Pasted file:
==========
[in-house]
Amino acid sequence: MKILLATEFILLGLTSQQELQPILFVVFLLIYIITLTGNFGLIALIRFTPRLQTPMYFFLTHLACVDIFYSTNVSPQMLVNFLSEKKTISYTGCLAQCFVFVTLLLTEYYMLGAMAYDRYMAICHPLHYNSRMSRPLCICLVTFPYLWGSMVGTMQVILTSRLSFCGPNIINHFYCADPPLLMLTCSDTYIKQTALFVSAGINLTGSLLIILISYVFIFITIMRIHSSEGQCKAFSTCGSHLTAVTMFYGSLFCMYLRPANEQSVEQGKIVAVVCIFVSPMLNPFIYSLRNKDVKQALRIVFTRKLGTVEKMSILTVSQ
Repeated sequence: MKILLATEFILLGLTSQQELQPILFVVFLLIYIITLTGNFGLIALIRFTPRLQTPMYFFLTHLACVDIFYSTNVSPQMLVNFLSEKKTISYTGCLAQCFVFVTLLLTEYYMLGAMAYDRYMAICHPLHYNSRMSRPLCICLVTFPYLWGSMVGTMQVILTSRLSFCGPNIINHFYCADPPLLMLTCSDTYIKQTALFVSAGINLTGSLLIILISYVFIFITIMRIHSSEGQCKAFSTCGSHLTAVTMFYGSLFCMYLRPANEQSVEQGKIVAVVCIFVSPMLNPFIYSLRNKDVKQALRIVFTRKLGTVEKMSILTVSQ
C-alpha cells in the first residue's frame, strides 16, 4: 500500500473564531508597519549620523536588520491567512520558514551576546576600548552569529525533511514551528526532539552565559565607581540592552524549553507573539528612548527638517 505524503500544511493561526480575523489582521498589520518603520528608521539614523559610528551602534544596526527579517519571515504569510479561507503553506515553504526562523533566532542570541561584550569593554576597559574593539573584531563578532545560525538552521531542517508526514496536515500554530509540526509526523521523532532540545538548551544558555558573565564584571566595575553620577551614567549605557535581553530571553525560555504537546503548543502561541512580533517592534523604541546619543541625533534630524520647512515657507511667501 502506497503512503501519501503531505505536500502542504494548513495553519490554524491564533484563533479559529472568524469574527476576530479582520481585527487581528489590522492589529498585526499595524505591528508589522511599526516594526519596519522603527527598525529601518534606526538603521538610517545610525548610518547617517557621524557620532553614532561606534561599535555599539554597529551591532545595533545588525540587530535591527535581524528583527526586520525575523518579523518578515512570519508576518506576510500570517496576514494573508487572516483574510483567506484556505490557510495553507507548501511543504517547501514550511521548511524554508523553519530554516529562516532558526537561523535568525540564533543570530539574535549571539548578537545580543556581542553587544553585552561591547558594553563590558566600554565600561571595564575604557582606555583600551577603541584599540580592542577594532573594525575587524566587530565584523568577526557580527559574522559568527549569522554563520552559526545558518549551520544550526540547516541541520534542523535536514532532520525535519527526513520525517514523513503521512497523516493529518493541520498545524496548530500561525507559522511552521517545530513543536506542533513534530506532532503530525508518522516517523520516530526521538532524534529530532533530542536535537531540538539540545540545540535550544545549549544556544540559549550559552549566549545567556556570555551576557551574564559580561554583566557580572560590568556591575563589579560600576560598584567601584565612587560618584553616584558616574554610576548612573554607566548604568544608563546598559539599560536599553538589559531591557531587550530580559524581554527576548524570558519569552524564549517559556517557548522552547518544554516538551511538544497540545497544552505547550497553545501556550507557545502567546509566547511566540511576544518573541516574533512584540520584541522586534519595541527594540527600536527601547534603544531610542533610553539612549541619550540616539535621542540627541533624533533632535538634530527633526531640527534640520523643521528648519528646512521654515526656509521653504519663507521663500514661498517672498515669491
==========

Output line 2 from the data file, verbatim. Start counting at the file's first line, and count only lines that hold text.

Amino acid sequence: MKILLATEFILLGLTSQQELQPILFVVFLLIYIITLTGNFGLIALIRFTPRLQTPMYFFLTHLACVDIFYSTNVSPQMLVNFLSEKKTISYTGCLAQCFVFVTLLLTEYYMLGAMAYDRYMAICHPLHYNSRMSRPLCICLVTFPYLWGSMVGTMQVILTSRLSFCGPNIINHFYCADPPLLMLTCSDTYIKQTALFVSAGINLTGSLLIILISYVFIFITIMRIHSSEGQCKAFSTCGSHLTAVTMFYGSLFCMYLRPANEQSVEQGKIVAVVCIFVSPMLNPFIYSLRNKDVKQALRIVFTRKLGTVEKMSILTVSQ